How hot was it when the group from Better After 50 and I went on a walking tour of¬†Boston ľs North End? It was so hot you could bake a pizza on the sidewalk (ba-dumbum).¬†The extreme temperatures however, did not deter us as we followed our guide,¬†Michele, up and down the streets of the ‚Äúoldest residential neighborhood in the United¬†States.‚ÄĚ While the North End is also an area rich with Revolutionary War history,–the¬†Old North Church is there–we were on a reconnaissance mission that had to do solely¬†with food; Italian food. It helped our efforts greatly that Michelle lives in the area and¬†knows its ins and outs like nobody ľs business. She exhibited an encyclopedic¬†knowledge of Italy and all things Italian, and getting her local ľs perspective on things¬†was priceless.

Michele tried (unsuccessfully) to keep our chattering to a minimum as she regaled us¬†with tales of a bygone era when immigrants from far-off places like Ireland, Poland,¬†Germany, Portugal, and Spain settled in the little enclave near the water. Ultimately it¬†was the Italians who stayed and firmly established themselves in the area. For the first¬†time, residents from Genoa, Milan, and Naples found themselves living steps away from¬†each other. Deeply rooted to their regional traditions, each group worked hard to¬†maintain its autonomy, and thus many types of Italian cuisine can be found in the myriad¬†restaurants that dot the streets. And it ľs not merely restaurants for which this waterfront¬†community, just one square mile, is known. The variety of bakeries, wine stores,¬†pizzerias, and salumeria (delis) located there pack a punch that even Rocky Balboa¬†would be in awe of.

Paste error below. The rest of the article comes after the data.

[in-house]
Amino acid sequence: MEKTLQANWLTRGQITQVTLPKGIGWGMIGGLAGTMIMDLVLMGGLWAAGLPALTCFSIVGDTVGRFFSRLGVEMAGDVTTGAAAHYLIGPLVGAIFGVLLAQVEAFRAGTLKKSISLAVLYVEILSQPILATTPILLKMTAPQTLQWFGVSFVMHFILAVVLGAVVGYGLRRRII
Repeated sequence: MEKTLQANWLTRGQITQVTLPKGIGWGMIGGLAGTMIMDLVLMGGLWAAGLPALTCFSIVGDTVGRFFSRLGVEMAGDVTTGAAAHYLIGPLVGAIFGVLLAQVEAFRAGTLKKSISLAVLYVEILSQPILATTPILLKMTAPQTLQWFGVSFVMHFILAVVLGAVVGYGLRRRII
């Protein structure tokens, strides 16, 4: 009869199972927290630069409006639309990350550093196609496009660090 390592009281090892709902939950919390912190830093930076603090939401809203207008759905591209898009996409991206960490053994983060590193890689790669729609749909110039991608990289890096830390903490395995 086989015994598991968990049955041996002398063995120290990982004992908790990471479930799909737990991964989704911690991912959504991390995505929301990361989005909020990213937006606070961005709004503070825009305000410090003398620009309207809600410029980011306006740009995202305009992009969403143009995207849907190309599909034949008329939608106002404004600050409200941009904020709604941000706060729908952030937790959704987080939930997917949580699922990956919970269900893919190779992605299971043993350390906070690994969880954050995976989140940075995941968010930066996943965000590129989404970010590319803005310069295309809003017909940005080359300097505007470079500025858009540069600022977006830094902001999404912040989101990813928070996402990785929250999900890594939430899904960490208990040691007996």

‚ÄúPasta water should taste like the sea.‚ÄĚ – Michele Topor

Our first stop was a little gem of a place: Maria ľs Pastry Shop on Cross Street. Away¬†from the two other more-well-known-and-overcrowded-but-not-as-good unnamed shops¬†from around the corner, Maria ľs may not be on everyone ľs radar–but it should be.¬†Pastry cases lining the walls are filled with an array of cookies: amaretti, cannoli shells¬†waiting to be filled with rich marscapone cream, biscotti studded with nuts and jewel-like¬†candied fruits, and toto, chocolate spice cookies that I would sell my soul for, to name a¬†few. Also there to tempt us were delicate lady fingers, handmade marzipan, and¬†chocolate torrone. It ľs a great (and quiet) place where you can sit and enjoy handmade¬†dessert without throngs of people getting in your way.

‚ÄúEggplants that have a dimple on the bottom contain fewer seeds.‚ÄĚ Michele Topor